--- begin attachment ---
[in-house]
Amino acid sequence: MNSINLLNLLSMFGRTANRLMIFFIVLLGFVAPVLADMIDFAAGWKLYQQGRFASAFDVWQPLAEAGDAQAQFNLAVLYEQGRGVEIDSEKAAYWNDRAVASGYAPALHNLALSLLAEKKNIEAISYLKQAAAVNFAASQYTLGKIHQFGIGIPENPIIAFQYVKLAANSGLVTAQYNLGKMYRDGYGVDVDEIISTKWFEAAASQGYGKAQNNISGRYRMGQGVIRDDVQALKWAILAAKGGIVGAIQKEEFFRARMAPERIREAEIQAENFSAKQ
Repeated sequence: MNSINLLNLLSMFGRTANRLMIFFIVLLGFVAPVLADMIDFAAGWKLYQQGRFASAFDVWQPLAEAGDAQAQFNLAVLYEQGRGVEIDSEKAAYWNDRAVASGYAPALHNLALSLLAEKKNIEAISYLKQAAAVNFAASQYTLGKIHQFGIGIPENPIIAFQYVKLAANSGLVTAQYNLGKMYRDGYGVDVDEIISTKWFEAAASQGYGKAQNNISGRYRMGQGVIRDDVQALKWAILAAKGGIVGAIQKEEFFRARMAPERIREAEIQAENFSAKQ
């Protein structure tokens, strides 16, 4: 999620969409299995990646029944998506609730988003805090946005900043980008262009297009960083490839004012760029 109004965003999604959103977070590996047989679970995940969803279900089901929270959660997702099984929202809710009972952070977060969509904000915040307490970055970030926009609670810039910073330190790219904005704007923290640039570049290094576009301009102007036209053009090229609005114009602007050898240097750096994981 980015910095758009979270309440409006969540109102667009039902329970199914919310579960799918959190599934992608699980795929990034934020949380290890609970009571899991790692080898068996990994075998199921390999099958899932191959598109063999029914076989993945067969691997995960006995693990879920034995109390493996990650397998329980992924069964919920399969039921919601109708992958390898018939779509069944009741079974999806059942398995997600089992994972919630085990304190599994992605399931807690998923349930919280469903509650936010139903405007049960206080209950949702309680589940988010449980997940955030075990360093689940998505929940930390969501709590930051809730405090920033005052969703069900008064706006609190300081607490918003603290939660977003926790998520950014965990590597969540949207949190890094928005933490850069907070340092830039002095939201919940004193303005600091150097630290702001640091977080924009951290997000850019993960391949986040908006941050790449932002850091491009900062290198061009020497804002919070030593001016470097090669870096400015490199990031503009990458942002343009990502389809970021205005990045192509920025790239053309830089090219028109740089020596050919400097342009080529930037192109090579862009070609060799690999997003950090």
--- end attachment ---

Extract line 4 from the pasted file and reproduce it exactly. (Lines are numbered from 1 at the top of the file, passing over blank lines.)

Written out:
């Protein structure tokens, strides 16, 4: 999620969409299995990646029944998506609730988003805090946005900043980008262009297009960083490839004012760029 109004965003999604959103977070590996047989679970995940969803279900089901929270959660997702099984929202809710009972952070977060969509904000915040307490970055970030926009609670810039910073330190790219904005704007923290640039570049290094576009301009102007036209053009090229609005114009602007050898240097750096994981 980015910095758009979270309440409006969540109102667009039902329970199914919310579960799918959190599934992608699980795929990034934020949380290890609970009571899991790692080898068996990994075998199921390999099958899932191959598109063999029914076989993945067969691997995960006995693990879920034995109390493996990650397998329980992924069964919920399969039921919601109708992958390898018939779509069944009741079974999806059942398995997600089992994972919630085990304190599994992605399931807690998923349930919280469903509650936010139903405007049960206080209950949702309680589940988010449980997940955030075990360093689940998505929940930390969501709590930051809730405090920033005052969703069900008064706006609190300081607490918003603290939660977003926790998520950014965990590597969540949207949190890094928005933490850069907070340092830039002095939201919940004193303005600091150097630290702001640091977080924009951290997000850019993960391949986040908006941050790449932002850091491009900062290198061009020497804002919070030593001016470097090669870096400015490199990031503009990458942002343009990502389809970021205005990045192509920025790239053309830089090219028109740089020596050919400097342009080529930037192109090579862009070609060799690999997003950090």